The government demonstrated some efforts to assist victims. Lithuanian courts officially identified 30 trafficking victims, compared with 15 in 2013. Authorities identified 47 potential victims from investigations started in 2014, the same as in 2013. NGOs receiving a mix of public and private funding provided support to 133 trafficking victims and at-risk individuals in 2014, compared to 129 individuals in 2013. Although the government had official procedures to identify trafficking victims among vulnerable populations—such as women in prostitution, street children, and undocumented migrants—observers reported these procedures were not effective in practice. Observers also reported authorities did not consistently refer identified victims to care facilities for assistance in all parts of the country. The central government provided NGOs 149,400 litas ($50,900) for victim assistance programs, the same amount as the previous year. However, experts reported NGOs needed to resort to private funding to prevent a reduction in their victim care activities. Government-funded NGOs offered female trafficking victims shelter, medical and psychological assistance, and legal aid. Government-funded men’s crisis centers had the capacity to provide assistance, to include finding shelter, though not all police officers were aware of this service. The government did not ensure the provision of specialized care for child trafficking victims, as authorities placed child victims in foster homes and mixed-use shelters.
The government offered foreign victims of trafficking a 30-day reflection period to decide whether to cooperate with law enforcement. Foreign victims cooperating with law enforcement could receive temporary residency. Authorities did not identify any foreign victims in 2014. Lithuanian law permits authorities to use video conferencing and other technologies in the courtroom, which could be used to prevent re-traumatization of trafficking victims, but courts still had limited technical capabilities. The government provided legal representation to victims; however, observers reported the attorneys were not trained on trafficking issues and frequently lost victims’ civil cases in court. The government took steps to prevent victims from being punished for crimes committed as a direct result of their being subjected to trafficking. In one case, the Supreme Court exonerated a child trafficking victim who had been prosecuted for using illegal drugs with his traffickers while waiting for a planned police raid.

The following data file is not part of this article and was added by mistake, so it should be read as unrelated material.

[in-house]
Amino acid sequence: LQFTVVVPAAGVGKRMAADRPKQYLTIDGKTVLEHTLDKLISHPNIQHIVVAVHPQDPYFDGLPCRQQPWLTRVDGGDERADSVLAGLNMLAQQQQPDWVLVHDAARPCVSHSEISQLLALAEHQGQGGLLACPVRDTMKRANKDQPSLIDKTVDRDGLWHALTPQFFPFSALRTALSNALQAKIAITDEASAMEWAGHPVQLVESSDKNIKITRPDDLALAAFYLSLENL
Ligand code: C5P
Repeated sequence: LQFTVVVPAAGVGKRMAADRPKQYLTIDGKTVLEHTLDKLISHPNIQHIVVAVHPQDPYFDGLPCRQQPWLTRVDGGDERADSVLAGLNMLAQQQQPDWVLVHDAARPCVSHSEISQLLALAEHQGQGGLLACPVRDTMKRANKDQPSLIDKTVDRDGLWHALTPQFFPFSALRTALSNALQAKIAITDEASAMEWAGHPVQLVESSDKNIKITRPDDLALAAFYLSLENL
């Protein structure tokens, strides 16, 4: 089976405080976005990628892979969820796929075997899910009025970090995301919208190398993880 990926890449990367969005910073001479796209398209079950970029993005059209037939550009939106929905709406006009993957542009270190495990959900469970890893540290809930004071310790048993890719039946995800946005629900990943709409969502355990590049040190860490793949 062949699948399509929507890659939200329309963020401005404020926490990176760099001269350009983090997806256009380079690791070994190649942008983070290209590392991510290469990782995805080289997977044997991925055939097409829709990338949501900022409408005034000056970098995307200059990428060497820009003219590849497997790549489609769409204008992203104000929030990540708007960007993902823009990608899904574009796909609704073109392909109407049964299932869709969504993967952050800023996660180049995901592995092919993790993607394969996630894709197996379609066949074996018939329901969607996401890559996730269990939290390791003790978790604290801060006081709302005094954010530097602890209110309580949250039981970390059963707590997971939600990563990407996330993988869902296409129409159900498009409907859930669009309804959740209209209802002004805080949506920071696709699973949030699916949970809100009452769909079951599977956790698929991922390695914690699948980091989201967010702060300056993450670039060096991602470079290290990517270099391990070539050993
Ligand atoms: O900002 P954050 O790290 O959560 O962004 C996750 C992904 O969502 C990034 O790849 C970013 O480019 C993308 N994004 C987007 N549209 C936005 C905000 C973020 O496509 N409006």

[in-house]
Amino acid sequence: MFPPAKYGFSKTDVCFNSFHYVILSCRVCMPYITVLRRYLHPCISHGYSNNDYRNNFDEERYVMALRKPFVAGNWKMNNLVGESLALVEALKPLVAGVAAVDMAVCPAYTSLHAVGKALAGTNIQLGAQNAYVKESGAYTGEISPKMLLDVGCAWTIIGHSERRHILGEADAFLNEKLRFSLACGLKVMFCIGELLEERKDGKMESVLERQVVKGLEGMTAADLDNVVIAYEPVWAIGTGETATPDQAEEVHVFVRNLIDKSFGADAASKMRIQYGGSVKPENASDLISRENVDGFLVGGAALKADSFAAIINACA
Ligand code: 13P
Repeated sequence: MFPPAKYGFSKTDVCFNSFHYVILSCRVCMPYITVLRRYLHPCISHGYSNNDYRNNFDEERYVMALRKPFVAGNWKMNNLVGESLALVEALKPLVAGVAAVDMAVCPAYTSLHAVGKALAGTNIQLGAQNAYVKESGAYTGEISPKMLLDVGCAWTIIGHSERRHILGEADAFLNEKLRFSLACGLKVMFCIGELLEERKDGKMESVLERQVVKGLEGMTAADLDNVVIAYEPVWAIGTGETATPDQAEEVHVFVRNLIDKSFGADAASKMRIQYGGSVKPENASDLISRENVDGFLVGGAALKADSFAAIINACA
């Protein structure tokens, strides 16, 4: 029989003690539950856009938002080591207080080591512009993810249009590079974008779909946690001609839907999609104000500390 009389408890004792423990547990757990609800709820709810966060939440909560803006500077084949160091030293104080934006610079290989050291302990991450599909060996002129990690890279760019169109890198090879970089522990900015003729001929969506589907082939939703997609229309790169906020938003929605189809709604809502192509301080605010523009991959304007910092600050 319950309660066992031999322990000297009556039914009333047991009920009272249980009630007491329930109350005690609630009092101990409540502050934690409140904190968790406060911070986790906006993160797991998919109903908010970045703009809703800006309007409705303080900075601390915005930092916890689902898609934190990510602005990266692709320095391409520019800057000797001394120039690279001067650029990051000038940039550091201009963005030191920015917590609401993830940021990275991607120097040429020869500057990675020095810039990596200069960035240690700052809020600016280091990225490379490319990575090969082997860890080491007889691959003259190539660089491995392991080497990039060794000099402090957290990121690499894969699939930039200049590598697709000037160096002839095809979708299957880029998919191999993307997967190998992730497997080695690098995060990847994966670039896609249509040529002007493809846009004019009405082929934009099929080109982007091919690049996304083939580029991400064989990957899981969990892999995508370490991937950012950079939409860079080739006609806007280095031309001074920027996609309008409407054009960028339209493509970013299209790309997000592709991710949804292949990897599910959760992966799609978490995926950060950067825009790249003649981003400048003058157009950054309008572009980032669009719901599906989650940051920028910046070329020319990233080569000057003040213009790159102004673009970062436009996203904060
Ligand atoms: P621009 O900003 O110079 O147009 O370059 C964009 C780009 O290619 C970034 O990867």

The government continued some prevention efforts. The government continued to lack an official interagency task force to coordinate whole-of-government efforts, including developing and adequately funding prevention activities. However, a working group established by the General Prosecutor’s Office met five times during the year to develop standards to identify victims and best practices for investigations. Government action to prevent the sex trafficking of boys and girls in orphanages was limited, though in March the Ministry of Social Affairs announced a plan to deinstitutionalize children in protective custody. The government sponsored informational seminars for social workers and presentations at institutions providing social services, such as foster homes and high schools. The police advertised and managed an e-mail account that the public could use to report potential human trafficking situations and ask for advice; the police received approximately 50 messages during the reporting period. The government provided anti-trafficking training or guidance for its diplomatic personnel. The Lithuanian government made some efforts to reduce the demand for commercial sex.